The science of taste
By JOE O'CONNELL, cbbqa Past President
First posted August 24, 2001
Modified by BILL WIGHT, cbbqa member
Updated December 10, 2002
Taste in humans is the brain's
detection of a stimuli, which the brain interprets as the basic
tastes: salty, sour, sweet, bitter and, possibly, umami.
(The latter, fifth taste is still under investigation and appears to
relate the the glutamate found, for example, in MSG.)
Each of these five "basic tastes" are registered via a
series of chemical reactions in the taste cells of the taste buds.
Five separate biochemical pathways underlie each of these five basic
tastes. Each taste cell (usually called "taste buds")
detect all five basic tastes, so that individual taste cells are not
programmed, or "tuned," to respond to only one kind of taste
As described in Scientific American, salts, such as sodium chloride (NaCl),
trigger taste cells when sodium ions (Na+) enter through ion channels on
microvilli at the cell's apical, or top, surface. (Sodium ions can
also enter via channels on the cell's basolateral, or side, surface.)
The accumulation of sodium ions causes an electrochemical change
called depolarization that results in calcium ions (Ca++) entering the
cell. The calcium, in turn, prompts the cell to release chemical
signals called neurotransmitters from packets known as vesicles.
Nerve cells, or neurons, receive the message and convey a signal to the
brain. Taste cells repolarize, or "reset," themselves in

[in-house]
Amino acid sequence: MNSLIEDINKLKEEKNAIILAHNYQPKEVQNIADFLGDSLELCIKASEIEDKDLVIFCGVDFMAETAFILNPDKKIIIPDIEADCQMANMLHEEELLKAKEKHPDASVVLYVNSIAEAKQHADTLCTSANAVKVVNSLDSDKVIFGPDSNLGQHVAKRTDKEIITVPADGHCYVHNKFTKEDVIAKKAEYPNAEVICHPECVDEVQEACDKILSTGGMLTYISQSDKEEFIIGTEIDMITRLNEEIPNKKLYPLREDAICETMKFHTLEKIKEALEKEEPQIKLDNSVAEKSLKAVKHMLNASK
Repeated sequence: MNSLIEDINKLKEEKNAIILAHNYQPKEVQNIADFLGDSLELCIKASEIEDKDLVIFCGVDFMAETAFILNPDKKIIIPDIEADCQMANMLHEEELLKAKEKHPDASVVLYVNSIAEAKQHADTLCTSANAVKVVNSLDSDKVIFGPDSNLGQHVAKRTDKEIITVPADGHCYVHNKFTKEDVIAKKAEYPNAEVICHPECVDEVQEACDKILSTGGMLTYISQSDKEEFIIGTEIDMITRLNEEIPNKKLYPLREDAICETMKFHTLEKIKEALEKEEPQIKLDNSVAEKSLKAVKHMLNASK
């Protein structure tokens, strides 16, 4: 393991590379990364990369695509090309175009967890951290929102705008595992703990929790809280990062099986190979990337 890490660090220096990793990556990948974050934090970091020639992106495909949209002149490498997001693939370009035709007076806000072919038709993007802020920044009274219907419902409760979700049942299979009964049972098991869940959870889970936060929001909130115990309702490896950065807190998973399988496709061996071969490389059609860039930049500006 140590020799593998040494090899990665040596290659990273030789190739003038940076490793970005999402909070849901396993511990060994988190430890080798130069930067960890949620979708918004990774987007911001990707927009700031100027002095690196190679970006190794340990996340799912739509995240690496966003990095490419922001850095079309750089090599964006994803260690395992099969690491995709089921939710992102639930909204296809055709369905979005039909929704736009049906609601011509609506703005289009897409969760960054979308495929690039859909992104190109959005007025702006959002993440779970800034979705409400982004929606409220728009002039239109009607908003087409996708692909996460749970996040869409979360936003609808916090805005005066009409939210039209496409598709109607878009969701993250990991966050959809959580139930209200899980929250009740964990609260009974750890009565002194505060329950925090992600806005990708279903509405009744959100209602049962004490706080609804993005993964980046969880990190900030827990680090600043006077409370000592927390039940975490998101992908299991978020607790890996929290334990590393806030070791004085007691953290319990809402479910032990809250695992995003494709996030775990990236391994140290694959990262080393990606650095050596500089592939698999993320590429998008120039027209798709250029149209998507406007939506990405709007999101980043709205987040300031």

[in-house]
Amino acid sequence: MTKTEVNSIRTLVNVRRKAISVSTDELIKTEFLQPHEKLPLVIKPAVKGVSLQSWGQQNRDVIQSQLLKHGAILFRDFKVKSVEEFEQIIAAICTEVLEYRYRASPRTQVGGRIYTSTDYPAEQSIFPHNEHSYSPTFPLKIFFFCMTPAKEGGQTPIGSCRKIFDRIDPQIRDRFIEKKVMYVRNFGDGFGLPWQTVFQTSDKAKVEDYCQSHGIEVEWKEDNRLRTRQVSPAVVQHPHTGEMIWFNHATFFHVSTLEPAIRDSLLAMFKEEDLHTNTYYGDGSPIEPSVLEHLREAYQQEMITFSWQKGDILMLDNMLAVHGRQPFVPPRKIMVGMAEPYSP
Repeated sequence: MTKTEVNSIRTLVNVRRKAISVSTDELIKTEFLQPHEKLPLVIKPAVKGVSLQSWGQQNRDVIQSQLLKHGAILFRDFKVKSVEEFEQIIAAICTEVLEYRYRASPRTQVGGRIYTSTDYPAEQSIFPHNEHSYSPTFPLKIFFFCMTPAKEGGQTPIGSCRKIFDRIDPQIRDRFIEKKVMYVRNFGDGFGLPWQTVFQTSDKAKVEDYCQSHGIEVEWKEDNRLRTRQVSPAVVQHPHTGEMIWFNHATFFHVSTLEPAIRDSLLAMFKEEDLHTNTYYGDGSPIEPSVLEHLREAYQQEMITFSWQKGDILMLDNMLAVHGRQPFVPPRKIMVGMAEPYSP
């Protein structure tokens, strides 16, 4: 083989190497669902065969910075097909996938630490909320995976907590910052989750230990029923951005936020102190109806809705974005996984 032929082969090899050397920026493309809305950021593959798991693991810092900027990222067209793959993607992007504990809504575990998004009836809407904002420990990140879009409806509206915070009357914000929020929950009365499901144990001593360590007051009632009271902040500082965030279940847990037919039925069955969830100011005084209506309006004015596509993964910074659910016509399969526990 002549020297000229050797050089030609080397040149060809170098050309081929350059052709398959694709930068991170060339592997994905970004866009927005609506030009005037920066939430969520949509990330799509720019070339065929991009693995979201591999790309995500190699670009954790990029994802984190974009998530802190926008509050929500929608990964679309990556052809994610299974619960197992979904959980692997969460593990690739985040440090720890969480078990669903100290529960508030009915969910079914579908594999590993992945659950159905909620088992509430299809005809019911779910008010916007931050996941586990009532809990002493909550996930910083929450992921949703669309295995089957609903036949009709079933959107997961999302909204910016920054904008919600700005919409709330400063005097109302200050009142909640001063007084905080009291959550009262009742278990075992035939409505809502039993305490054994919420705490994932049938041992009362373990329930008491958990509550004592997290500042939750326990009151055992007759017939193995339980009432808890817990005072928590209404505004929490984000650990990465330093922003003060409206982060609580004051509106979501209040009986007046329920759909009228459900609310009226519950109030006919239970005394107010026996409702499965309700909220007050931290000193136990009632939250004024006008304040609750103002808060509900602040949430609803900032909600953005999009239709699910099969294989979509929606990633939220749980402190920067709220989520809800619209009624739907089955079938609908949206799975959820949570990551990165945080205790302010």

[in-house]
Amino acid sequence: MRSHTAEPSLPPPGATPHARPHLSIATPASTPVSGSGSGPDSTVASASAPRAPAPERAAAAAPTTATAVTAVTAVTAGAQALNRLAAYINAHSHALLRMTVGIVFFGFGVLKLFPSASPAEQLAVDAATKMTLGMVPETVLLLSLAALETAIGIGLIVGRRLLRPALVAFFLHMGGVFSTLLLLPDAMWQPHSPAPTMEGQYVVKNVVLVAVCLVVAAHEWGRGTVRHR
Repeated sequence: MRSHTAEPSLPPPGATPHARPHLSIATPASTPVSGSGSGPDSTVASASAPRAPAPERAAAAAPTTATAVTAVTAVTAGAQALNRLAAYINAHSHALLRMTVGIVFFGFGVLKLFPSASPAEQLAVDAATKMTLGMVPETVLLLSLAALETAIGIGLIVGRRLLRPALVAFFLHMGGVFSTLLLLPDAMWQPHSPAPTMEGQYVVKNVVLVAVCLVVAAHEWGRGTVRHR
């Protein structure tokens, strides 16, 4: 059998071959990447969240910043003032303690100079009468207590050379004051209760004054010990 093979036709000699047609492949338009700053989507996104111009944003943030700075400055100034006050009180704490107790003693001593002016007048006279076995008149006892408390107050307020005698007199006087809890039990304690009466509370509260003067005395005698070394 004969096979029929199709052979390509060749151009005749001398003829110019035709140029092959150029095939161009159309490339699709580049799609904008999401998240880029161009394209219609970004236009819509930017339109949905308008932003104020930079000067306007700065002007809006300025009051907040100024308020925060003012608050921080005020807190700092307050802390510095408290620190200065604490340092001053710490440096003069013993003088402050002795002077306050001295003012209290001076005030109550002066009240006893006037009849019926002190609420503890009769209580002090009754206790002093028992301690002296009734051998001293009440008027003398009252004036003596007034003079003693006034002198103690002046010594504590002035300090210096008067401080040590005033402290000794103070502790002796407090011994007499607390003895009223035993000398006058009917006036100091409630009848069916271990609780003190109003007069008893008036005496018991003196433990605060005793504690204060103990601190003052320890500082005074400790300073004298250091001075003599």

part by opening potassium ion channels so that potassium ions (K+) can
Here is an illustration, curtsey of Scientific American
What the human tongue perceives as "sour" is actually the
perception of "acidic". As described by Scientific
American, acids taste sour because they generate hydrogen ions (H+) in
solution. Those ions act on a taste cell in three ways: by
directly entering the cell; by blocking potassium ion (K+)
channels on the microvilli; and by binding to and opening channels
on the microvilli that allow other positive ions to enter the
cell. The resulting accumulation of positive charges depolarizes
the cell and leads to neurotransmitter release. Id.
Scientific American explains that sweet stimuli, such as sugar or
artificial sweeteners, do not enter taste cells but trigger changes
within the cells. They bind to receptors on a taste cell's surface
that are coupled to molecules named G-proteins. This prompts the
subunits (a, b and
g) of the G-proteins to split into a and bg, which activate
a nearby enzyme. The enzyme then converts a precursor within the
cell into so-called second messengers that close potassium channels
The taste that we perceive as bitter, such as quinine and coffee,
results from stimuli that, as Scientific American explains, also act
through G-protein-coupled receptors and second messengers. In this
case, however, the second messengers cause the release of calcium ions
from the endoplasmic reticulum. The resulting buildup of calcium
in the cell leads to depolarization and neurotransmitter release. Id.
Umami -- the fifth taste
Scientists have recently identified a fifth taste, called Umami.
Amino acids such as glutamate, which stimulates the umami taste,
are known to bind to G-protein-coupled receptors and to activate second
messengers. Scientific American admits, however, that the
intermediate steps between the second messengers and the release of
packets of neurotransmitters are unknown. Id.